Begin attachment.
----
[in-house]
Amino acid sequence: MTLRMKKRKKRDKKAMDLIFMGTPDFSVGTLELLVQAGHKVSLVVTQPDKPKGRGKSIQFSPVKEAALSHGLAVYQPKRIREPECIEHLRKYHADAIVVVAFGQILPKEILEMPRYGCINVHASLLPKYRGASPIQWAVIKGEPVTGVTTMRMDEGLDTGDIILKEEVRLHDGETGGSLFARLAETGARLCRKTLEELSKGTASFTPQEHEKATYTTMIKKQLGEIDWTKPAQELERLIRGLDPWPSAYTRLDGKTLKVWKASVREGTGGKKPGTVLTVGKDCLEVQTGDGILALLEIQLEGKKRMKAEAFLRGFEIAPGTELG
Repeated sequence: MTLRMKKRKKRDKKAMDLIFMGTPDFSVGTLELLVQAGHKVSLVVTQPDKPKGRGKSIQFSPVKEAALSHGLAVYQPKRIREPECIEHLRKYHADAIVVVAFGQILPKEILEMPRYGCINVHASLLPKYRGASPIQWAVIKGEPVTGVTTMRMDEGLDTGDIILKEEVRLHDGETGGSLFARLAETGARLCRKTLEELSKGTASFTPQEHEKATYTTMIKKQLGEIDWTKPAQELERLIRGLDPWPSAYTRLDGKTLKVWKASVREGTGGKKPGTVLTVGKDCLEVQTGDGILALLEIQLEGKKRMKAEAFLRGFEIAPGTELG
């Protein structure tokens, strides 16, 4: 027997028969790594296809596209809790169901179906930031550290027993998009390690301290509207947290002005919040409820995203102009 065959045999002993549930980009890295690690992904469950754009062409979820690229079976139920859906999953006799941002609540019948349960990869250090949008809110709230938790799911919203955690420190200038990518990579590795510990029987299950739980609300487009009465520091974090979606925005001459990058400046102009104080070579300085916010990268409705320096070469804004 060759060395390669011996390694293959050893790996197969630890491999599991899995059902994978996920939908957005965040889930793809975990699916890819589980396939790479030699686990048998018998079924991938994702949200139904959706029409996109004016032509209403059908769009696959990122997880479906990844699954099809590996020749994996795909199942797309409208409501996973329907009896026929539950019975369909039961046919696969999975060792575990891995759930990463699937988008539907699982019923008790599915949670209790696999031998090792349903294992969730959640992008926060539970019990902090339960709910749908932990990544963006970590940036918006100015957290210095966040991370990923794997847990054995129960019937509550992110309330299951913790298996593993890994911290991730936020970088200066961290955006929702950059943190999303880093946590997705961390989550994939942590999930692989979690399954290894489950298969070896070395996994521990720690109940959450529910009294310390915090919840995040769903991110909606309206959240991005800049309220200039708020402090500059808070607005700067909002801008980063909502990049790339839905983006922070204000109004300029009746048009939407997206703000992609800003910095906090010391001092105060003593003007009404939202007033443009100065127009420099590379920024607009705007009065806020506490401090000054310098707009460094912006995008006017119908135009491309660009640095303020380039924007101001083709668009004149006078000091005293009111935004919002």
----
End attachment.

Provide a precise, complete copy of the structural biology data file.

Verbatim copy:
[in-house]
Amino acid sequence: MTLRMKKRKKRDKKAMDLIFMGTPDFSVGTLELLVQAGHKVSLVVTQPDKPKGRGKSIQFSPVKEAALSHGLAVYQPKRIREPECIEHLRKYHADAIVVVAFGQILPKEILEMPRYGCINVHASLLPKYRGASPIQWAVIKGEPVTGVTTMRMDEGLDTGDIILKEEVRLHDGETGGSLFARLAETGARLCRKTLEELSKGTASFTPQEHEKATYTTMIKKQLGEIDWTKPAQELERLIRGLDPWPSAYTRLDGKTLKVWKASVREGTGGKKPGTVLTVGKDCLEVQTGDGILALLEIQLEGKKRMKAEAFLRGFEIAPGTELG
Repeated sequence: MTLRMKKRKKRDKKAMDLIFMGTPDFSVGTLELLVQAGHKVSLVVTQPDKPKGRGKSIQFSPVKEAALSHGLAVYQPKRIREPECIEHLRKYHADAIVVVAFGQILPKEILEMPRYGCINVHASLLPKYRGASPIQWAVIKGEPVTGVTTMRMDEGLDTGDIILKEEVRLHDGETGGSLFARLAETGARLCRKTLEELSKGTASFTPQEHEKATYTTMIKKQLGEIDWTKPAQELERLIRGLDPWPSAYTRLDGKTLKVWKASVREGTGGKKPGTVLTVGKDCLEVQTGDGILALLEIQLEGKKRMKAEAFLRGFEIAPGTELG
């Protein structure tokens, strides 16, 4: 027997028969790594296809596209809790169901179906930031550290027993998009390690301290509207947290002005919040409820995203102009 065959045999002993549930980009890295690690992904469950754009062409979820690229079976139920859906999953006799941002609540019948349960990869250090949008809110709230938790799911919203955690420190200038990518990579590795510990029987299950739980609300487009009465520091974090979606925005001459990058400046102009104080070579300085916010990268409705320096070469804004 060759060395390669011996390694293959050893790996197969630890491999599991899995059902994978996920939908957005965040889930793809975990699916890819589980396939790479030699686990048998018998079924991938994702949200139904959706029409996109004016032509209403059908769009696959990122997880479906990844699954099809590996020749994996795909199942797309409208409501996973329907009896026929539950019975369909039961046919696969999975060792575990891995759930990463699937988008539907699982019923008790599915949670209790696999031998090792349903294992969730959640992008926060539970019990902090339960709910749908932990990544963006970590940036918006100015957290210095966040991370990923794997847990054995129960019937509550992110309330299951913790298996593993890994911290991730936020970088200066961290955006929702950059943190999303880093946590997705961390989550994939942590999930692989979690399954290894489950298969070896070395996994521990720690109940959450529910009294310390915090919840995040769903991110909606309206959240991005800049309220200039708020402090500059808070607005700067909002801008980063909502990049790339839905983006922070204000109004300029009746048009939407997206703000992609800003910095906090010391001092105060003593003007009404939202007033443009100065127009420099590379920024607009705007009065806020506490401090000054310098707009460094912006995008006017119908135009491309660009640095303020380039924007101001083709668009004149006078000091005293009111935004919002």